Page 8 - Cape Bretoners in World War One
ISSUE : Issue 33
Published by Ronald Caplan on 1983/6/1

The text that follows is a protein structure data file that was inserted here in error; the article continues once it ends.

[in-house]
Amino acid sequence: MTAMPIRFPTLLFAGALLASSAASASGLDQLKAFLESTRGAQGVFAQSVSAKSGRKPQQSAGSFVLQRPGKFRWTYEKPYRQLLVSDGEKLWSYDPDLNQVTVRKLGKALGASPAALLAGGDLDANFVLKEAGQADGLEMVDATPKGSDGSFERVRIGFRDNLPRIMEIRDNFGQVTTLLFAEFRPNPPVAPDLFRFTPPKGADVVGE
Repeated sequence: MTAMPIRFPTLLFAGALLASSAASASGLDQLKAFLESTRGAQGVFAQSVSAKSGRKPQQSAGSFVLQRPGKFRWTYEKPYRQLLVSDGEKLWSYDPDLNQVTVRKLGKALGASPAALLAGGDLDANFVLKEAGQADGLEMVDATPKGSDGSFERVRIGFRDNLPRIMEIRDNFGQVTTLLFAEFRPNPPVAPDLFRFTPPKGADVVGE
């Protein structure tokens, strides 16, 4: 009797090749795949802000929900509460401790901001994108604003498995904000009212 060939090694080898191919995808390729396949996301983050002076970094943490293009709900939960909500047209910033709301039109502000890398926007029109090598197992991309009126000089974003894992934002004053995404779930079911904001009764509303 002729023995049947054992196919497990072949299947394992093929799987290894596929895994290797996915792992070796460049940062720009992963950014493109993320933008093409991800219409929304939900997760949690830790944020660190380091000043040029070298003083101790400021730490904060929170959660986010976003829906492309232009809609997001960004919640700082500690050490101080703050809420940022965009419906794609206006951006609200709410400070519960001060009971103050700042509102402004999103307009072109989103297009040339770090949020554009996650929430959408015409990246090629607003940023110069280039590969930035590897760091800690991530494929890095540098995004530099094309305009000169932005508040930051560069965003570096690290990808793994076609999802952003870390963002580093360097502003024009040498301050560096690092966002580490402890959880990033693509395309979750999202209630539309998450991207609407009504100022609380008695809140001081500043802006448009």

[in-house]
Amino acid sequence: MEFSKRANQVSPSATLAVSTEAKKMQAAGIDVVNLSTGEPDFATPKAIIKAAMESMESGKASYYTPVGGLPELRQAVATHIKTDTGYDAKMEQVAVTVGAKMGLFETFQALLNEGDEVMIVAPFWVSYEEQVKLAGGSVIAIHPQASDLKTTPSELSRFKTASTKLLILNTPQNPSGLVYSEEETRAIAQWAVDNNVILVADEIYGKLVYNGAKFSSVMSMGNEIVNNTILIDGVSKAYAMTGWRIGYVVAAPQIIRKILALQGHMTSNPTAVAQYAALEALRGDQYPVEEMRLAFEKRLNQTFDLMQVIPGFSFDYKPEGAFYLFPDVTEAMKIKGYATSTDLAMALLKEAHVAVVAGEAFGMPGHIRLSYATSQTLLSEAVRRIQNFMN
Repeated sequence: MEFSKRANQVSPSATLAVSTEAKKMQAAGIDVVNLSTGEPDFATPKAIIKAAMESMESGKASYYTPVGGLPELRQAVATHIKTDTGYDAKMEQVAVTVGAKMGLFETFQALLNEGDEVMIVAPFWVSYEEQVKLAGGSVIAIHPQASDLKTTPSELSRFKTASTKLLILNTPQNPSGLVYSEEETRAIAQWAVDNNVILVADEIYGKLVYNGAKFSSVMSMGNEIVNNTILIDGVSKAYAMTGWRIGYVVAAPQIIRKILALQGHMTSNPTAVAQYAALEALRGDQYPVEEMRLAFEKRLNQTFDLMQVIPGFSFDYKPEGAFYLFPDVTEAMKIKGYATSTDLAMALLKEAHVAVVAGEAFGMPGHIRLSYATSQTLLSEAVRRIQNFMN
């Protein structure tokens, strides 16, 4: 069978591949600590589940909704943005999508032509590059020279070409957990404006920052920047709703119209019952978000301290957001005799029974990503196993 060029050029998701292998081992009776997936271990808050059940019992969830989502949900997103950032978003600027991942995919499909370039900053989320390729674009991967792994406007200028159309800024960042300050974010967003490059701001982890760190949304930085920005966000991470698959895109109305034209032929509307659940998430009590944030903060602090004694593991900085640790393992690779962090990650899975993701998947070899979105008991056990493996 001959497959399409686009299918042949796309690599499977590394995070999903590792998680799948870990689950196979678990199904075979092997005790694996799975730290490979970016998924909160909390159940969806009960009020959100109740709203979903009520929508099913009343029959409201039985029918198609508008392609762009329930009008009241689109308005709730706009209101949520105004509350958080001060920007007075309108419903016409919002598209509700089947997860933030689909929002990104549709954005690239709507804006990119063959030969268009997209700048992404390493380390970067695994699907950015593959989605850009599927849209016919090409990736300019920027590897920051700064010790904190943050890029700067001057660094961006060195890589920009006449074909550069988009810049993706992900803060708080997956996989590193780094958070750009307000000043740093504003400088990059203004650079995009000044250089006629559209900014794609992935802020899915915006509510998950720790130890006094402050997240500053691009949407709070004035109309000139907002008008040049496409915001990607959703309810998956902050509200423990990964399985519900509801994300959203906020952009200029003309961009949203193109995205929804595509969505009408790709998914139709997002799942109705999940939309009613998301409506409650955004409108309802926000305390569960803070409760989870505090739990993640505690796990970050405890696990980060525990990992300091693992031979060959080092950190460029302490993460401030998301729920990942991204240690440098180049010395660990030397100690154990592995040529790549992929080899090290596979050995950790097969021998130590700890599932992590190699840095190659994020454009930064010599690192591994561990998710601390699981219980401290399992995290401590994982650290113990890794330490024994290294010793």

there and try and beat the Germans back. He said they were killing men, women, and children through there, so that excited us quite a bit, you know. That's the reason I enlisted, I know. We went over on the Aspy that afternoon to Sydney; we didn't have to go back to work any more. We got paid off. I enlisted the 1st of October, 1914, with the old Fighting 25th Battalion. I didn't get overseas with them because, after I was in there three months, I was promoted to corporal, and they sent me to the Royal School of Infantry in Halifax to take up military training. And I took up physical training and bayonet fighting, and I was promoted to sergeant, I was too valuable here in Canada, they wouldn't let me go o- ver with them. My job was making soldiers out of civilians, I'd say. I was training. (So you never really used your bayonet in a real way?) No, just in practice, that was all. (Do you think you were prepared for the reality?) Yeah, I think so. Be? cause while taking that course in physical training and bayonet fighting, we had ri? fles with a bayonet. It was just a bolt a- bout that long on it, and a ball of rubber on the end of it. It was 2% feet. When you made a point into the other fellow, it wouldn't hurt too much because there was a spring in the rifle, and that bayonet, that bolt, would go right back down, you see. So you couldn't hurt a guy very much. And we wore a leather apron so you couldn't get hurt down here. We practiced on a dummy first, probably for a week, and then we practiced on each other. Had to learn all the different parries and points and everything, and butt strokes. It was really good training. It would teach them not only how to do it but how to protect themselves. There's a lot to bayonet fighting, you know. You take a good boxer--we had a box? er with us taking that course there--no? body could beat him in bayonet fighting. There's quite a bit to it when you learn the whole thing about bayonet fighting. And these men would get very good at it. They put us through it pretty tough at the school there, so we had to give it to the men the way we got it. Bill Daye, Sydney: The boat I went over on, before she took over carrying troops, she was a cattle boat. She had about three i- ron decks. I suppose the cattle were stored on this deck and that deck. Lots of room in that boat for carrying troops. We bunkered her in Halifax with baskets. There's two rows of men. And the baskets were hollow like a bowl, and a handle on each side. At the pile of coal, they dump it in the basket. You throw that and two fellows catch it, and they throw it to the next two, and they catch it. Then there's a line coming back. When it gets down to the end, they throw it to this fellow, pours it in the hatch. It's a conveyor belt, but it's human. I think we took 6 days to bunker that, with this bloody stuff that was no good. The coal that we put on was junk. It was soft, powdered-up coal and it wouldn't bum at all. We used to take turns going down and taking the fire watch, firing the furnaces, keeping the coal up so she would go. (Your convoys went from Halifax?) Yeah. I don't know how long it was before we got out quite a piece. I don't know whether there were a hell of a lot of ships in HIGHLAND FLING Shop of Interest Finest Handcrafts from Artwork to Indian Moccasins Souvenirs & Film -- Authorized Kodak Dealer since 1968 we have been known for,selection & quality. PLEASANT BAY on the CABOT TRAIL Vogue Cleaners Prince Street, Sydney * 539-1250 Suede Specialists CLEANING REPAIRS On the Scenic Cabot Trail jf Cheticamp, Nova Scotia '' 'Xl('lt??' & Dining Room 21 modern, air conditioned motel units with TV, phone, and radio World Famous for Seafood ';''' P.O. Box 1 ' (AfiTA' Cheticamp, Nova Scotia BOE IHO '#'A?' 'iS' Tel. 224-2400 "''wMf emfom HOIfU located 1/2 mile off the Cabot Trail at Neil's Harbour 336-2288 (8) Enjoy jour favorite
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